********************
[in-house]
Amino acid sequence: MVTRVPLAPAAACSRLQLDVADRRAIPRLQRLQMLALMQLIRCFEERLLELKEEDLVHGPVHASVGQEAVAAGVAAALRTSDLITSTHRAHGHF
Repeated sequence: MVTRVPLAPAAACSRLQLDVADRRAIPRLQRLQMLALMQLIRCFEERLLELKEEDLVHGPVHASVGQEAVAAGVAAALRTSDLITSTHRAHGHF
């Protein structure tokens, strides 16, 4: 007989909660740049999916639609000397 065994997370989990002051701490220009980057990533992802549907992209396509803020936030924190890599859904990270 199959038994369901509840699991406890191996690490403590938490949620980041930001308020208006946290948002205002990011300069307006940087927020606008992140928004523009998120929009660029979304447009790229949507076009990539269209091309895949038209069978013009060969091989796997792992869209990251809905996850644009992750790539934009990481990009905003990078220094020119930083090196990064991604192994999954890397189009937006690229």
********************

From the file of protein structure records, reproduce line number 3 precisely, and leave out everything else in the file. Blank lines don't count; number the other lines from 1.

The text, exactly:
Repeated sequence: MVTRVPLAPAAACSRLQLDVADRRAIPRLQRLQMLALMQLIRCFEERLLELKEEDLVHGPVHASVGQEAVAAGVAAALRTSDLITSTHRAHGHF